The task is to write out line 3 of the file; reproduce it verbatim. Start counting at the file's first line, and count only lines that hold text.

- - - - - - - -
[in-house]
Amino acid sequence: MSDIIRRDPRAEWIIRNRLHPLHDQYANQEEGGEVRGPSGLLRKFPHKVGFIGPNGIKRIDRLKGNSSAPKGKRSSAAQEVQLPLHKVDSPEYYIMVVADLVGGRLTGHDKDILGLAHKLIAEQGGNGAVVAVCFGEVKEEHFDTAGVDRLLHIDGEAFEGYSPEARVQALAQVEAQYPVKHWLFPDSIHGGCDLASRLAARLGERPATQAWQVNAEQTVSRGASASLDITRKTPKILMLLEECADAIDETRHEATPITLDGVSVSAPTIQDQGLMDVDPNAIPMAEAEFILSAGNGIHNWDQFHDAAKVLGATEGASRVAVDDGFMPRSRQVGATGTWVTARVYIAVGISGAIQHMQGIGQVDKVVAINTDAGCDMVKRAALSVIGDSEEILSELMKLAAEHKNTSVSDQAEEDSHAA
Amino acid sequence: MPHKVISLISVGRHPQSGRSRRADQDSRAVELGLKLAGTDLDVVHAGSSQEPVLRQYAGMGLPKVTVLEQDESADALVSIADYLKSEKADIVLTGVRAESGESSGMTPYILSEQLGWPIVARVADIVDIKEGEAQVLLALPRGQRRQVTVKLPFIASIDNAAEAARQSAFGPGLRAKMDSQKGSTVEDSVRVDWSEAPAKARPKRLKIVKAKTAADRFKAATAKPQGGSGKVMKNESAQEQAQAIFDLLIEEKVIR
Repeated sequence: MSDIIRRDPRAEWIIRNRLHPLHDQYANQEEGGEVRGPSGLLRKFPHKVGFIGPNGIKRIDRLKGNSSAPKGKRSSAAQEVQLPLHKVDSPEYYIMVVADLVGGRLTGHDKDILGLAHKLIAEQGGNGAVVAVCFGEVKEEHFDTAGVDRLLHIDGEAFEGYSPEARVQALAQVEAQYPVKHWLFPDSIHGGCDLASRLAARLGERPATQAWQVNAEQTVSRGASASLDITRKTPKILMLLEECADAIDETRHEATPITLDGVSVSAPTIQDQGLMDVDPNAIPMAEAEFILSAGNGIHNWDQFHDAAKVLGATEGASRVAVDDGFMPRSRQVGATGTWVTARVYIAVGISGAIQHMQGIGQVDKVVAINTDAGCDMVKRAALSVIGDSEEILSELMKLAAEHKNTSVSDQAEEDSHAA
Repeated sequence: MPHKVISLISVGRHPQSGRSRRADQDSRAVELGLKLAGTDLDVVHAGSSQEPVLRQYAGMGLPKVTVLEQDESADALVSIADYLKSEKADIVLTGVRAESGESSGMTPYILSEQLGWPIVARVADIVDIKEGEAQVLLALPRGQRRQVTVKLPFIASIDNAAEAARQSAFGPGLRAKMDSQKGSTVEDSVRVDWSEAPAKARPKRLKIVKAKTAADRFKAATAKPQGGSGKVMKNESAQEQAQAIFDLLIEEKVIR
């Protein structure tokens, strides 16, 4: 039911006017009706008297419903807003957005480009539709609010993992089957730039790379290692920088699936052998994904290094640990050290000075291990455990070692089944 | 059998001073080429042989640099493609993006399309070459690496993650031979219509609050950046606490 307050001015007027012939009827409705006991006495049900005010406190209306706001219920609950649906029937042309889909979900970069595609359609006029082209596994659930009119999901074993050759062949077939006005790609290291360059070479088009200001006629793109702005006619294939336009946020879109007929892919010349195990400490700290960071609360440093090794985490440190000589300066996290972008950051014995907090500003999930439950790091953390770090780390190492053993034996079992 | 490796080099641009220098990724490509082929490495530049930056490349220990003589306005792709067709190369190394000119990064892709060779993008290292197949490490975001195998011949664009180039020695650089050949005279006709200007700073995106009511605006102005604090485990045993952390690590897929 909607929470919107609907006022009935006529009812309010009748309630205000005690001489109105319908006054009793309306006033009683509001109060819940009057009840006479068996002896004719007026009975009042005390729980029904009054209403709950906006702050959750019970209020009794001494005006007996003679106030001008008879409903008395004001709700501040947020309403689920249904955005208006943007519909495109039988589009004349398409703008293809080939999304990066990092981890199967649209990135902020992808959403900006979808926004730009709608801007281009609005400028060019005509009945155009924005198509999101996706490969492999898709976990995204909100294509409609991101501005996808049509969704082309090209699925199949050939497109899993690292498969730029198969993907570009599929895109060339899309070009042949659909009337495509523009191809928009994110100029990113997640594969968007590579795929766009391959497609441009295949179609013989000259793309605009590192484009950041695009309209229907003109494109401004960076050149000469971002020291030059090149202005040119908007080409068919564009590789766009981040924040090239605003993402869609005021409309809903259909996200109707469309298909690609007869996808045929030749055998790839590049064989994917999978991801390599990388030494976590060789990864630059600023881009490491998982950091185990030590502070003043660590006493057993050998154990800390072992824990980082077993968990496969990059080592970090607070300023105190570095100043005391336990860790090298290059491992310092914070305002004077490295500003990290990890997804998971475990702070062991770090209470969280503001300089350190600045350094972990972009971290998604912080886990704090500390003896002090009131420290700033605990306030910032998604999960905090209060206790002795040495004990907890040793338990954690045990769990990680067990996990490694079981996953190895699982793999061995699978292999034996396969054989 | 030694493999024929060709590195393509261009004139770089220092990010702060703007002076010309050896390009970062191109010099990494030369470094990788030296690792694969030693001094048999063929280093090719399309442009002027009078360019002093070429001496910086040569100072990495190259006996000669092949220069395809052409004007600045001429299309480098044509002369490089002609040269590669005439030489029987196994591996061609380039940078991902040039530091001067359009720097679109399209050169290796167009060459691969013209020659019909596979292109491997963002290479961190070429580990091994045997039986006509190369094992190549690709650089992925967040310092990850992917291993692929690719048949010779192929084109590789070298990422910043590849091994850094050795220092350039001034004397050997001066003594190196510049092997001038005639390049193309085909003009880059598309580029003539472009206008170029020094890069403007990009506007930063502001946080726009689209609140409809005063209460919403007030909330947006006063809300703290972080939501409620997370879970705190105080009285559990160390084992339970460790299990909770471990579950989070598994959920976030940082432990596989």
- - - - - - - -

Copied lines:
Amino acid sequence: MPHKVISLISVGRHPQSGRSRRADQDSRAVELGLKLAGTDLDVVHAGSSQEPVLRQYAGMGLPKVTVLEQDESADALVSIADYLKSEKADIVLTGVRAESGESSGMTPYILSEQLGWPIVARVADIVDIKEGEAQVLLALPRGQRRQVTVKLPFIASIDNAAEAARQSAFGPGLRAKMDSQKGSTVEDSVRVDWSEAPAKARPKRLKIVKAKTAADRFKAATAKPQGGSGKVMKNESAQEQAQAIFDLLIEEKVIR